double d = 3.0;

i and d would be have an equivalence relationship since they represent the same value but not equality since they have different types. Other languages may have different ideas of equivalence (such as whether two variables represent the same object).

0
6

The answers above are right / partially right but they don't explain what the difference is exactly. In theoretical computer science (and probably in other branches of maths) it has to do with quantification over free variables of the logical equation (that is when we use the two notations at once).

For me the best ways to understand the difference is:

  1. By definition
    A ≡ B
    means
    For all possible values of free variables in A and B, A = B

    or

    A ≡ B <=> [A = B]

  2. By example
    x=2x
    iff (in fact iff is the same as ≡)
    x=0

    x ≡ 2x
    iff (because it is not the case that x = 2x for all possible values of x)
    False

I hope it helps

Edit:

Another thing that came to my head is the definitions of the two.

A = B is defined as A <= B and A >= B, where <= (smaller equal, not implies) can be any ordering relation

A ≡ B is defined as A <=> B (iff, if and only if, implies both sides), worth noting that implication is also an ordering relation and so it is possible (but less precise and often confusing) to use = instead of ≡.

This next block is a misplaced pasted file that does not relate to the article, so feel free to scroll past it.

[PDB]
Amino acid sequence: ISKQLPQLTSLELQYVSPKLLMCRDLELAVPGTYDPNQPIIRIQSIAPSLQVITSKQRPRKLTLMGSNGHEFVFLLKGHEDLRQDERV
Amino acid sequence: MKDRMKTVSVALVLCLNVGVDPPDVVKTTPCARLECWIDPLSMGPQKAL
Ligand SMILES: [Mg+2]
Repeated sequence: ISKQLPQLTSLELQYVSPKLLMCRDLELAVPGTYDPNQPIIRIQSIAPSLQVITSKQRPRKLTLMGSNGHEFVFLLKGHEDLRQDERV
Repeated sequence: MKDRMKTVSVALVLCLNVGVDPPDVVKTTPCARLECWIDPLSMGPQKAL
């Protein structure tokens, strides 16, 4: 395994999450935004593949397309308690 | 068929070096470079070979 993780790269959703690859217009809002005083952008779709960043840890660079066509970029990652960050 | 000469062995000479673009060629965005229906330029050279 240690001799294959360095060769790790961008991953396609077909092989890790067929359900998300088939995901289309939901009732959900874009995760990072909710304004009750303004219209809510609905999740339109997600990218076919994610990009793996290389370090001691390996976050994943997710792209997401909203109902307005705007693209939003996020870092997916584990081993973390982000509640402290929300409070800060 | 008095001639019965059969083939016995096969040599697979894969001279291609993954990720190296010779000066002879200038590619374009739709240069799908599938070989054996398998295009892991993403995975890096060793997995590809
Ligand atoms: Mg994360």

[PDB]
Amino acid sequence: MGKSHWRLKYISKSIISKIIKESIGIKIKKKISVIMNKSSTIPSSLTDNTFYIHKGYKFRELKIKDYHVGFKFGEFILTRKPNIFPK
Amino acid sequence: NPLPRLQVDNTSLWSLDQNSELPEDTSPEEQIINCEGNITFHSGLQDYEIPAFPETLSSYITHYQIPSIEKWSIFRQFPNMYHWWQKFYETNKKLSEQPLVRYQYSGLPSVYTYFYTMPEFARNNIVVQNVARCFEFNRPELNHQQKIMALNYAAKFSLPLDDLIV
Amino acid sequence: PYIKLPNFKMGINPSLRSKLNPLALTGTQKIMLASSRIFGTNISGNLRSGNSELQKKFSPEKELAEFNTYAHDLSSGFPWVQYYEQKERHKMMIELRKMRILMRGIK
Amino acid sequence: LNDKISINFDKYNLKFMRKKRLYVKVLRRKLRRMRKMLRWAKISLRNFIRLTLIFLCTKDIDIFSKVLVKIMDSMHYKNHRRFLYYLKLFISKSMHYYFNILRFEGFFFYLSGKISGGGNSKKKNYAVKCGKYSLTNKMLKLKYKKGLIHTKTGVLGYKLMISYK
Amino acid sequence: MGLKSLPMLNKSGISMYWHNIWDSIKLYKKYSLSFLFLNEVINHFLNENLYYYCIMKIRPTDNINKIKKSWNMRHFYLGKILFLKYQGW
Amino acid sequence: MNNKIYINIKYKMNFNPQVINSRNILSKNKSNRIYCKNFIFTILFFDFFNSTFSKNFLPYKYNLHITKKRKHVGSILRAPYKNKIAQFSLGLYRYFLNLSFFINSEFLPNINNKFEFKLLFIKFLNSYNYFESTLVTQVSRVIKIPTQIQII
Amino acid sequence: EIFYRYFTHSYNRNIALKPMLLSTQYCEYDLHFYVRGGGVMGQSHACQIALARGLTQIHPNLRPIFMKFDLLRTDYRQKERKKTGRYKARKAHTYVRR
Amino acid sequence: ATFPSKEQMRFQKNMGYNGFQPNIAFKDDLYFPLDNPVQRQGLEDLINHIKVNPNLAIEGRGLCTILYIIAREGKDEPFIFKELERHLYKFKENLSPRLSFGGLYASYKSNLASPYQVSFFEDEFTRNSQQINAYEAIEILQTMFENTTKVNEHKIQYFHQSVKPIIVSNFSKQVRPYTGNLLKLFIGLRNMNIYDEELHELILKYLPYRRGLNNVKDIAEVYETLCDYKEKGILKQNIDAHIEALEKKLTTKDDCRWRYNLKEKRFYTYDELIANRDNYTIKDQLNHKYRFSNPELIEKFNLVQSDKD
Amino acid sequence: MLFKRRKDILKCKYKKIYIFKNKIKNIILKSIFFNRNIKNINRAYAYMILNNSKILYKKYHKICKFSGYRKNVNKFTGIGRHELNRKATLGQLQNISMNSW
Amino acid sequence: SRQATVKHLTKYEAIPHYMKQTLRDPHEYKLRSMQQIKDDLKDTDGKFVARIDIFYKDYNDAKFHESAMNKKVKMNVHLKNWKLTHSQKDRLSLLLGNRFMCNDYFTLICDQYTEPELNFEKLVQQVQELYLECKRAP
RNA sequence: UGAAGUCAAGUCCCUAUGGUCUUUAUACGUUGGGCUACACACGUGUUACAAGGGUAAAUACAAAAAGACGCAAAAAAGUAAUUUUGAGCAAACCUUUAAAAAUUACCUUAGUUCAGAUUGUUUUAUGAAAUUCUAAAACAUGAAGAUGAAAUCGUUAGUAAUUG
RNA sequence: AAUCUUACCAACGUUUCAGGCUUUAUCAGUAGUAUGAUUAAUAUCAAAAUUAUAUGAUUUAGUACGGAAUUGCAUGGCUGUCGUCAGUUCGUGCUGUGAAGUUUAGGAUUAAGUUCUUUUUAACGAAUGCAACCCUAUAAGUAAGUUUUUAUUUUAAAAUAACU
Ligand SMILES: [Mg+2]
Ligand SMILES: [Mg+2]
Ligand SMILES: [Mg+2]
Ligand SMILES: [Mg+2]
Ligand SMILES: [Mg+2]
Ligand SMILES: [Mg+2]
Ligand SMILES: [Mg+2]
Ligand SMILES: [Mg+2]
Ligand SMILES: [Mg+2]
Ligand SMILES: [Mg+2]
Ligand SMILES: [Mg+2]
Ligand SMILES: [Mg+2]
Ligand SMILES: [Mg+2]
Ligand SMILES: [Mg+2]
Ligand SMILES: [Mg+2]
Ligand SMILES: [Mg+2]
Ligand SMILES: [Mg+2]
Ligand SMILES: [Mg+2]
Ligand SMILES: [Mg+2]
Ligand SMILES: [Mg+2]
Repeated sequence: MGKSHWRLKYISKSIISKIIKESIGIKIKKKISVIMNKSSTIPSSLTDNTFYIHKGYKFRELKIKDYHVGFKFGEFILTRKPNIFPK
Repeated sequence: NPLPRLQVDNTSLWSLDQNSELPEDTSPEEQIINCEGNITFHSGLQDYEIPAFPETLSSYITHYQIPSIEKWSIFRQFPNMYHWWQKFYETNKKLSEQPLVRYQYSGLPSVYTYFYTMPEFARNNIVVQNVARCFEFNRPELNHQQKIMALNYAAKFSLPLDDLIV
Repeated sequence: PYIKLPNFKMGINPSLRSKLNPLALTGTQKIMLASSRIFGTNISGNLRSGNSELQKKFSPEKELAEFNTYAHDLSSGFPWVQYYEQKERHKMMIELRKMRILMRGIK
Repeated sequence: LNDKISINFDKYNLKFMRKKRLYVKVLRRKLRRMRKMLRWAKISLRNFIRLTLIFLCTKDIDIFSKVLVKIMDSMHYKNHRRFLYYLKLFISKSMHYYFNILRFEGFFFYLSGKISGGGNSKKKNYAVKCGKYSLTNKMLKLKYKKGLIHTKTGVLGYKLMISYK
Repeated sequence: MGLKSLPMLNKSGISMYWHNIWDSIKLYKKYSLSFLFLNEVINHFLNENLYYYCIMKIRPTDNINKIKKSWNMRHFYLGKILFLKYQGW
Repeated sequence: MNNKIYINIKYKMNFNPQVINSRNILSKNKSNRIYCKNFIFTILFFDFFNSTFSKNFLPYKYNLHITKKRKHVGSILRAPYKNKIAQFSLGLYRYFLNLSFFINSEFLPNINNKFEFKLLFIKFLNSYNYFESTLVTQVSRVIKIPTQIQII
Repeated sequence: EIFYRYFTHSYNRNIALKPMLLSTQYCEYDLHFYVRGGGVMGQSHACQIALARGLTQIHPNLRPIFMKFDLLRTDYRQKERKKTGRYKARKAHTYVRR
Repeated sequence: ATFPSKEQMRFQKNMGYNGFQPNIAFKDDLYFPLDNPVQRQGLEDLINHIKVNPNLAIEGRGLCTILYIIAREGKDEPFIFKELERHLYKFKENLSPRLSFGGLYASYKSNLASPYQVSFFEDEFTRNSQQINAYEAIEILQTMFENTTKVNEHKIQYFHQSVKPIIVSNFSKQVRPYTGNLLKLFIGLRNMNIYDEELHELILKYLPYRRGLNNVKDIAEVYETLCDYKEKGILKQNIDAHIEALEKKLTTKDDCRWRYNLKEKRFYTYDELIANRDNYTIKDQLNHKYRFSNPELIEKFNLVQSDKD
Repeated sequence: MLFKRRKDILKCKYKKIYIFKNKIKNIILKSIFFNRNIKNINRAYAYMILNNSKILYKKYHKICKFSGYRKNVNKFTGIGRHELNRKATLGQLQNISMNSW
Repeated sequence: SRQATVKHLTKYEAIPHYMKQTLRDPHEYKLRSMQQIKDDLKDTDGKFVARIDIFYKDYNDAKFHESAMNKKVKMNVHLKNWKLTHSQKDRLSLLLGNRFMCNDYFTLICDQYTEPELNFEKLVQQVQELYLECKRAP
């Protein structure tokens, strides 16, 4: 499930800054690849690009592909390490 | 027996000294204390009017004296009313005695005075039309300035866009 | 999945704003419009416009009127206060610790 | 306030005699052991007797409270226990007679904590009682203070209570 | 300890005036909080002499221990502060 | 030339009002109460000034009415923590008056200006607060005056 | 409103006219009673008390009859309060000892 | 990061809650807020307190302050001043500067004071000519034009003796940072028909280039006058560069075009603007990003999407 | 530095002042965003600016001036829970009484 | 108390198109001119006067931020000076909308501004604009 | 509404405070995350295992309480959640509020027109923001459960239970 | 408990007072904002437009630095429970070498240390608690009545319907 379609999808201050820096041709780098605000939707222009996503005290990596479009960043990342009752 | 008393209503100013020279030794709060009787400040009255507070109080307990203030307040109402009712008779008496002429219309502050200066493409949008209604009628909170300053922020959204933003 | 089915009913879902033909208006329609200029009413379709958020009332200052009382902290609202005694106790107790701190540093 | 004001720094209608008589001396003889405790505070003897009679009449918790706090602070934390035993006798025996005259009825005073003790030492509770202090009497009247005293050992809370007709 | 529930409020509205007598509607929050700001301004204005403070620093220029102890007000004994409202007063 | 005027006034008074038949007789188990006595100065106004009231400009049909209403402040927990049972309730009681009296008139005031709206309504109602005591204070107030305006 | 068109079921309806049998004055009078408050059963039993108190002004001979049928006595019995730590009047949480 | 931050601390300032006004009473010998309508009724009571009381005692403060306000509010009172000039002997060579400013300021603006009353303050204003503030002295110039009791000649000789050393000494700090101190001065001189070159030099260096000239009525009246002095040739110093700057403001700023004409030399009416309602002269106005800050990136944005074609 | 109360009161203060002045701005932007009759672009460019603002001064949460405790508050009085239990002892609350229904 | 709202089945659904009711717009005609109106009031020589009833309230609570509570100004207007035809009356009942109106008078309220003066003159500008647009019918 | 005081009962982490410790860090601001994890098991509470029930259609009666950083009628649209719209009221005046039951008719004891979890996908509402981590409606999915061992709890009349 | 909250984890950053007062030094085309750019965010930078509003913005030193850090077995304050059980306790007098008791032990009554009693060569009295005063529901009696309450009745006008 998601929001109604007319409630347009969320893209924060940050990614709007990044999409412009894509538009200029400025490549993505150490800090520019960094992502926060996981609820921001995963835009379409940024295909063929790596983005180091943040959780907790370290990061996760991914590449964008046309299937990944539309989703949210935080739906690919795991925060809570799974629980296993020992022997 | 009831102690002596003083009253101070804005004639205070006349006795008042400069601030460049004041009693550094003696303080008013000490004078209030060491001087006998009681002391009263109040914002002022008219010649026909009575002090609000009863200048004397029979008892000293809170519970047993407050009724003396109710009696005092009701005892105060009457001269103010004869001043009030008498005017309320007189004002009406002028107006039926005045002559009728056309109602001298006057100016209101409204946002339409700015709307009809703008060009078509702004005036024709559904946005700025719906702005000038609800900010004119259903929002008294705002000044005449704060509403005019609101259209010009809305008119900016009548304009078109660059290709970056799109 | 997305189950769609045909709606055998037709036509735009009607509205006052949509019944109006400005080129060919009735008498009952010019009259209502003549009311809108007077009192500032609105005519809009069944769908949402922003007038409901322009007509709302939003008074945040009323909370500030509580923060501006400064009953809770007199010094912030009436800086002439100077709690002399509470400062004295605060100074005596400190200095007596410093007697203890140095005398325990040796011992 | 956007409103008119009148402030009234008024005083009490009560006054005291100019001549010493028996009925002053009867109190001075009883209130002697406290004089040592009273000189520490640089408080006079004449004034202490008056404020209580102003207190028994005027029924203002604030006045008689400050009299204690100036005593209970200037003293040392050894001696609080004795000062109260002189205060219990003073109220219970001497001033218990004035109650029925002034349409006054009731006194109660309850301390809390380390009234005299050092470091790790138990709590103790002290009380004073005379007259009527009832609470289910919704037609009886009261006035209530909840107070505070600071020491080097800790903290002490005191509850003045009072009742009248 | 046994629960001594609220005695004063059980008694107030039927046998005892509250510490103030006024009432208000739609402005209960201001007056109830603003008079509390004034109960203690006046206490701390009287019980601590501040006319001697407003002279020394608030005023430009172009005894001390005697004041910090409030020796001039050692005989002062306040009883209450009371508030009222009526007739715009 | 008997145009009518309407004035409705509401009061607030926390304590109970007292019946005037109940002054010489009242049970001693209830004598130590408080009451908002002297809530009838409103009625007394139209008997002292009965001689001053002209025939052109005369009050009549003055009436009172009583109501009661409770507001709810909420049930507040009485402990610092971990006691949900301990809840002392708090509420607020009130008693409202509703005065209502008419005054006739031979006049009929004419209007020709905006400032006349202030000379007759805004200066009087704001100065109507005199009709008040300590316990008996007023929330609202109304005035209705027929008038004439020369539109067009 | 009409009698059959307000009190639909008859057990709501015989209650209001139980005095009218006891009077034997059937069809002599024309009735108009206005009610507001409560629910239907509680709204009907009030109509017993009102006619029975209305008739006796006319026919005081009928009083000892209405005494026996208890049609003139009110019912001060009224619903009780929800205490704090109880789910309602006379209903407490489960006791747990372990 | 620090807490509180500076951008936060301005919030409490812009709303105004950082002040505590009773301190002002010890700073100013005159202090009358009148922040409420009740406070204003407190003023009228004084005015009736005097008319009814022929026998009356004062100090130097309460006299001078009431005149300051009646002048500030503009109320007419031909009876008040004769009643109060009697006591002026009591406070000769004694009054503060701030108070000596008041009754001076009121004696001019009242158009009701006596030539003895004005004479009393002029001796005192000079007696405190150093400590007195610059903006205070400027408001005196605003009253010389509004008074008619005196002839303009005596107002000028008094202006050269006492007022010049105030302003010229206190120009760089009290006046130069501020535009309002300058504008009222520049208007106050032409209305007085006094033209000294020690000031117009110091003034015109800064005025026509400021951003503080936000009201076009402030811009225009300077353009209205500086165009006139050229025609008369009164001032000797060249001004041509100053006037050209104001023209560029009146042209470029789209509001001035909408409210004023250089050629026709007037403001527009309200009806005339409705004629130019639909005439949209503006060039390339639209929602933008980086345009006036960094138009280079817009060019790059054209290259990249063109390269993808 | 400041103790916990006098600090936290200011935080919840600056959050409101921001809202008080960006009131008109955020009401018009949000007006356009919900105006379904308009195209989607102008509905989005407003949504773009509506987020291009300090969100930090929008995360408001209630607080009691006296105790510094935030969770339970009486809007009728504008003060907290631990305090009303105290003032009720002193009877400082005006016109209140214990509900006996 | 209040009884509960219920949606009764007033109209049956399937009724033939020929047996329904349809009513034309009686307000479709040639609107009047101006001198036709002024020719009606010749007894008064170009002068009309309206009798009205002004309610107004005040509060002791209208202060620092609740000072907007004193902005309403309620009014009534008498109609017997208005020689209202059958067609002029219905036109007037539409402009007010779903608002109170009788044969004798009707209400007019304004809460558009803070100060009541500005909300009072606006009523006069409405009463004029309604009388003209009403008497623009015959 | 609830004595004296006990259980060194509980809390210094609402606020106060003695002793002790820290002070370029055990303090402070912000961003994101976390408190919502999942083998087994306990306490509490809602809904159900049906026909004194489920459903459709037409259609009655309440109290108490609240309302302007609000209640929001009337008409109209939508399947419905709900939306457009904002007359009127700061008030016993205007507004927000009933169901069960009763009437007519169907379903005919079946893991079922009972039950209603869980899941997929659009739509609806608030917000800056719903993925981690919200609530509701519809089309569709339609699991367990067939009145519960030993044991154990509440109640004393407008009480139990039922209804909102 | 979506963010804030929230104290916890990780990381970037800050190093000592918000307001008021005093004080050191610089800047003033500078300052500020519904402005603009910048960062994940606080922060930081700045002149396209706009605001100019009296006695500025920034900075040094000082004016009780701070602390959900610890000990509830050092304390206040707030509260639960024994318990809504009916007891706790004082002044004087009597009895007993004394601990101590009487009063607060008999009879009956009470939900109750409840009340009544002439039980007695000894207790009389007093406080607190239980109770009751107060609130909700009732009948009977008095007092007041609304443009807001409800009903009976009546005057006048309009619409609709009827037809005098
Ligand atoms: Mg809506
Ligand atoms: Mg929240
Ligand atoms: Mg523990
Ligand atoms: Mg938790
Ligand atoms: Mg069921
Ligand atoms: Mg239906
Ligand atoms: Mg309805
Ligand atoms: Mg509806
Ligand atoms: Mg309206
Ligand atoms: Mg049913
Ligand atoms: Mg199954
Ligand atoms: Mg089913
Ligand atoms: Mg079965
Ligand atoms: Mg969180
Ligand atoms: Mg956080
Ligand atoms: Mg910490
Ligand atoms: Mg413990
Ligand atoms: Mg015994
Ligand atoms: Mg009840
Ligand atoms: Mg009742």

I guess the conclusion is that when you see =, then you have to figure out the authors intention based on the context.

4

Take it outside the realm of programming.

  • (31) equal -- (having the same quantity, value, or measure as another; "on equal terms"; "all men are equal before the law")

  • equivalent, tantamount -- (being essentially equal to something; "it was as good as gold"; "a wish that was equivalent to a command"; "his statement was tantamount to an admission of guilt"

At least in my dictionary, 'equivelance' means its a good-enough subsitute for the original, but not necessarily identical, and likewise 'equality' conveys complete identical.

null == 0   # true , null is equivelant to 0 ( in php ) 
null === 0  # false, null is not equal to 0 ( in php )  

( Some people use ≈ to represent nonidentical values instead )

4

The difference resides above all in the level at which the two concepts are introduced. '≡' is a symbol of formal logic where, given two propositions a and b, a ≡ b means (a => b AND b => a).